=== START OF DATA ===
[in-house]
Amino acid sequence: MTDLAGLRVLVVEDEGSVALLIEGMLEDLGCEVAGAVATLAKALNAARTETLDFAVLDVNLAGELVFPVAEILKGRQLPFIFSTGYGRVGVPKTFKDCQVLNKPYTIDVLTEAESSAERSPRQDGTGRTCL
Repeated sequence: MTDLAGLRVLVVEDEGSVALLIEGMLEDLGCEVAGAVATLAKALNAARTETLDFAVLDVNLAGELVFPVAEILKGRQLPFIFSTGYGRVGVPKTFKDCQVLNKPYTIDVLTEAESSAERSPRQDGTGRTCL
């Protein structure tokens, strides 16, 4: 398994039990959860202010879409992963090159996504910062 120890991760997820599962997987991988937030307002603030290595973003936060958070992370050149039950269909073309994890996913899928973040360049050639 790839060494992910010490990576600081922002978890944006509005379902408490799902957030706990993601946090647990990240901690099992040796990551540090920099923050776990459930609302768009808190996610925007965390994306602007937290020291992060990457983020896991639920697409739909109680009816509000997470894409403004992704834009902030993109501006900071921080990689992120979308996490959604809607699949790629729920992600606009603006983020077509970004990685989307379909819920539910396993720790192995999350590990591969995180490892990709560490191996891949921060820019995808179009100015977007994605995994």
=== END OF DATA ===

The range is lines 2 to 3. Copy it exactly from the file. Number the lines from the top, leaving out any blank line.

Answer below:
Amino acid sequence: MTDLAGLRVLVVEDEGSVALLIEGMLEDLGCEVAGAVATLAKALNAARTETLDFAVLDVNLAGELVFPVAEILKGRQLPFIFSTGYGRVGVPKTFKDCQVLNKPYTIDVLTEAESSAERSPRQDGTGRTCL
Repeated sequence: MTDLAGLRVLVVEDEGSVALLIEGMLEDLGCEVAGAVATLAKALNAARTETLDFAVLDVNLAGELVFPVAEILKGRQLPFIFSTGYGRVGVPKTFKDCQVLNKPYTIDVLTEAESSAERSPRQDGTGRTCL